You put your heart and soul into getting that little bum on the toilet 999 times a day, you’d think potty training would be working after a few days. But it’s not. You’ve got potty training problems.
Instead of staying dry all day, things just keep getting worse for your potty training child. It might even feel like you are failing and you worry that they are never going to use the toilet like a normal person.
One of our kids really struggled with potty training. We tried everything.
- Candy after every trip to the bathroom.
- Lots of positive praise.
- A fun potty dance.
- Setting a timer every 15 minutes.
- A day without pants and drinking all the juice possible.
- Bribes for staying dry.
- Brand new underwear.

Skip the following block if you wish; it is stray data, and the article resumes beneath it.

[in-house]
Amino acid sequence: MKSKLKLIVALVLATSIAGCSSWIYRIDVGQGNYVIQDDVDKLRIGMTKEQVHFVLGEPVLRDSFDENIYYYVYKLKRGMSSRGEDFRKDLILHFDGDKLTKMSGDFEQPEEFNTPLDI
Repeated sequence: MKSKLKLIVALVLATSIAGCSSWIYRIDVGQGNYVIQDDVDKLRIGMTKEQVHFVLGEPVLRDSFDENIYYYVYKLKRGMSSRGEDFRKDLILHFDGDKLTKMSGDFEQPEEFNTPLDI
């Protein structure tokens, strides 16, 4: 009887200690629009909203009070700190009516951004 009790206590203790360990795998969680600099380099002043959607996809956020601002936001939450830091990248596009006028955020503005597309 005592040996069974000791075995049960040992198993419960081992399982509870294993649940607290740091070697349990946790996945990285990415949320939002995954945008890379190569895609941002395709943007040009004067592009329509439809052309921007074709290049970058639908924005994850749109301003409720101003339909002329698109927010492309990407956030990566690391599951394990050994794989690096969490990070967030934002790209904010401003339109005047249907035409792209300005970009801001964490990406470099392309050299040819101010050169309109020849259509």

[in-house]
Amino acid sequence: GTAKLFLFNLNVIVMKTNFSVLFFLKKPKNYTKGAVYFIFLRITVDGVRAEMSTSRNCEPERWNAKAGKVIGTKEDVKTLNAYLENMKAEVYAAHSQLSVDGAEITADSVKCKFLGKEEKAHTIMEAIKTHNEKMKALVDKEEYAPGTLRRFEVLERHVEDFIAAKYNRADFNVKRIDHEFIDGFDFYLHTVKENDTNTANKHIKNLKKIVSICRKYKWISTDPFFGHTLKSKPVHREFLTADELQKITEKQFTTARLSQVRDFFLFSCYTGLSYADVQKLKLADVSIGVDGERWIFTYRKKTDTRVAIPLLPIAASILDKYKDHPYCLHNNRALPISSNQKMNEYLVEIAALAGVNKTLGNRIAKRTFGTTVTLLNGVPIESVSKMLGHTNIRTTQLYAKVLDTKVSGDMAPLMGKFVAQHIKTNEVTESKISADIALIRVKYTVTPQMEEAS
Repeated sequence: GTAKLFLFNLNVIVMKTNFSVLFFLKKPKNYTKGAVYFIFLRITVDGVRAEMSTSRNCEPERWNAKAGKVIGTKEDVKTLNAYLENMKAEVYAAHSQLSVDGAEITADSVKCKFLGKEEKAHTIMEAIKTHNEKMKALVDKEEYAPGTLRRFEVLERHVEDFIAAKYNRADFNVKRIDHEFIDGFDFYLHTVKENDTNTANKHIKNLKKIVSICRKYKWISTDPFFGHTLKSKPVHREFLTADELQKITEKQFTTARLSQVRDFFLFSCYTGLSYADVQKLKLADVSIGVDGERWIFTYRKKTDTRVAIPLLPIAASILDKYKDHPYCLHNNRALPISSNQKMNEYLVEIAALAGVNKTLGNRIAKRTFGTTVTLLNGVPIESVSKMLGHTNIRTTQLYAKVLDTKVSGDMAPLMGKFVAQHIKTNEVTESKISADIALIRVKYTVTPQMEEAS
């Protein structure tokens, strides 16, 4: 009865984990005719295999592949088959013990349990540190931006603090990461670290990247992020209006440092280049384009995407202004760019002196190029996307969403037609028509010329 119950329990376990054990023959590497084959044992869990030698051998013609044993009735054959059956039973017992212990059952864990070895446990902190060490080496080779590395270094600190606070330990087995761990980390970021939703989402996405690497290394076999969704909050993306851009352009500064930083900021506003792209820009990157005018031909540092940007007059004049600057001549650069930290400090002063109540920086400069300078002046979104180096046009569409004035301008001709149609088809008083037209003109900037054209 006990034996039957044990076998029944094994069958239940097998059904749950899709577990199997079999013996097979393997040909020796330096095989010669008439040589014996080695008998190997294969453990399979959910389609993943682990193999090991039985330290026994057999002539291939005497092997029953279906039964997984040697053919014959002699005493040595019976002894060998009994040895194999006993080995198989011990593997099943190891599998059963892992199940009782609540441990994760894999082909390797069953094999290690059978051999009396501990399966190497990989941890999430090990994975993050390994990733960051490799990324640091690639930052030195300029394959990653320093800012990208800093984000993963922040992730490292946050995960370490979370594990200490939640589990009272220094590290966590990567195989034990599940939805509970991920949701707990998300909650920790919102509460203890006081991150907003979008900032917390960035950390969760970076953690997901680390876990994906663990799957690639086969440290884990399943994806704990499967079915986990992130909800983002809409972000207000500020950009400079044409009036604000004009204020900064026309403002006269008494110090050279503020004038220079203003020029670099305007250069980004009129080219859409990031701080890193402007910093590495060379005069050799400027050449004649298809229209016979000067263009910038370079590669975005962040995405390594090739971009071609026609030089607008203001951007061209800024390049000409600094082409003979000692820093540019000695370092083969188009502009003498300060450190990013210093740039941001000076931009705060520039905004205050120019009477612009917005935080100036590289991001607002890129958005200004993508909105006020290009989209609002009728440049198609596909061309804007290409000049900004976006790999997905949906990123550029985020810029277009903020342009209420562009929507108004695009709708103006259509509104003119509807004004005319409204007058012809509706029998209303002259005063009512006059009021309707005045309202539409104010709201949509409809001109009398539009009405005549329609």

- A potty cake (like a birthday cake—only to celebrate potty training) after so many days of dry underwear.
We tried everything. It was brutal. We attempted potty training three different times. We felt like failures. But eventually, that kid decided it was time to potty train and it was smooth sailing from there.
Understanding potty training problems
There are a lot of different ways your child could struggle with potty training. Some kids train themselves to pee quite easily but hold in their poop for days. Other kids do the opposite.
It doesn’t really matter what the problem is, if your child has a parent who is patient and understanding, they’ll be fine.
Let’s talk about what you can do to be that patient and understanding parent when potty training problems crop up. Having some ideas about what you can expect and what you can do will help keep things from spiraling into a giant pile of poop. 😊
Potty training readiness
Right before our oldest son turned two, I had a frank conversation with our pediatrician. Our son was showing signs of potty training readiness, but I wasn’t sure if it was time to start potty training.